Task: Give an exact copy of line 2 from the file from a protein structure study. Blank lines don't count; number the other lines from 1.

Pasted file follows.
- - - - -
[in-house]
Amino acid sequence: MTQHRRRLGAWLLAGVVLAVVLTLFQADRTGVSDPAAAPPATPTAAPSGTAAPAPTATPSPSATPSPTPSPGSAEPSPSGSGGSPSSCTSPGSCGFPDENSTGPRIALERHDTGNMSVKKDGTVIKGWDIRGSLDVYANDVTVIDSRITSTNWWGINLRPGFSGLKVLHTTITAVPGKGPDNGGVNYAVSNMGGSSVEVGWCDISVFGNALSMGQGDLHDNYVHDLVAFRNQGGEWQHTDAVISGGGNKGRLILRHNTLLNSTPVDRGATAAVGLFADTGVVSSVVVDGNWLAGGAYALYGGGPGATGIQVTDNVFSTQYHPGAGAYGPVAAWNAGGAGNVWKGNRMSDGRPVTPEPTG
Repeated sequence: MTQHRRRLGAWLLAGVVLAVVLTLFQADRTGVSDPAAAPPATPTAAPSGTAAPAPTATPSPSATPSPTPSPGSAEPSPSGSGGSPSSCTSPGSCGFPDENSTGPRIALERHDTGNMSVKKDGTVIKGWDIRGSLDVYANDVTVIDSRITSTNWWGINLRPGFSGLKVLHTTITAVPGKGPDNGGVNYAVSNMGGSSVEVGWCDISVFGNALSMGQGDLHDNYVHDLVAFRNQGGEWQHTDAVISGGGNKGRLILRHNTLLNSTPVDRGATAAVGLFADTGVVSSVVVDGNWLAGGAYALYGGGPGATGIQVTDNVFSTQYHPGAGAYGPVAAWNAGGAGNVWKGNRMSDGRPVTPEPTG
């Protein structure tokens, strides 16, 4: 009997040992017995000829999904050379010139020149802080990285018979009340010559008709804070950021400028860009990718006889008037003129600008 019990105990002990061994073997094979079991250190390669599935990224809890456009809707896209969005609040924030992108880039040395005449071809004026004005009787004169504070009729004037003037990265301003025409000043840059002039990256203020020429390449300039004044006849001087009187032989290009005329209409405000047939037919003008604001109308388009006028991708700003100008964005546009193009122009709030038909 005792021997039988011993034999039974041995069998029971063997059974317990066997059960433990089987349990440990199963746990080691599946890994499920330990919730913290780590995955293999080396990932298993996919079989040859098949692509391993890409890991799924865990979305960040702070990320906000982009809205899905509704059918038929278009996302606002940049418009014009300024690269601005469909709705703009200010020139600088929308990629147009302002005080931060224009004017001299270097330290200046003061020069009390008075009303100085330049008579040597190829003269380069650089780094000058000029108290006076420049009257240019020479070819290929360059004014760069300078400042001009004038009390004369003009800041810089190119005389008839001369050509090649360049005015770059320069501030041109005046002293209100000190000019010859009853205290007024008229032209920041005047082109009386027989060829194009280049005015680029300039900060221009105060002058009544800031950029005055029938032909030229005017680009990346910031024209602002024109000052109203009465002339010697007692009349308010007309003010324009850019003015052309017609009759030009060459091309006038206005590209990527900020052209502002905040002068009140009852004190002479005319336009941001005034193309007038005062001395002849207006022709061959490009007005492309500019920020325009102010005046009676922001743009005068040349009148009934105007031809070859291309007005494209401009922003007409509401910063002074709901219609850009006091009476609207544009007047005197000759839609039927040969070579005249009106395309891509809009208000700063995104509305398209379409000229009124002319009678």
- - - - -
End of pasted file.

Amino acid sequence: MTQHRRRLGAWLLAGVVLAVVLTLFQADRTGVSDPAAAPPATPTAAPSGTAAPAPTATPSPSATPSPTPSPGSAEPSPSGSGGSPSSCTSPGSCGFPDENSTGPRIALERHDTGNMSVKKDGTVIKGWDIRGSLDVYANDVTVIDSRITSTNWWGINLRPGFSGLKVLHTTITAVPGKGPDNGGVNYAVSNMGGSSVEVGWCDISVFGNALSMGQGDLHDNYVHDLVAFRNQGGEWQHTDAVISGGGNKGRLILRHNTLLNSTPVDRGATAAVGLFADTGVVSSVVVDGNWLAGGAYALYGGGPGATGIQVTDNVFSTQYHPGAGAYGPVAAWNAGGAGNVWKGNRMSDGRPVTPEPTG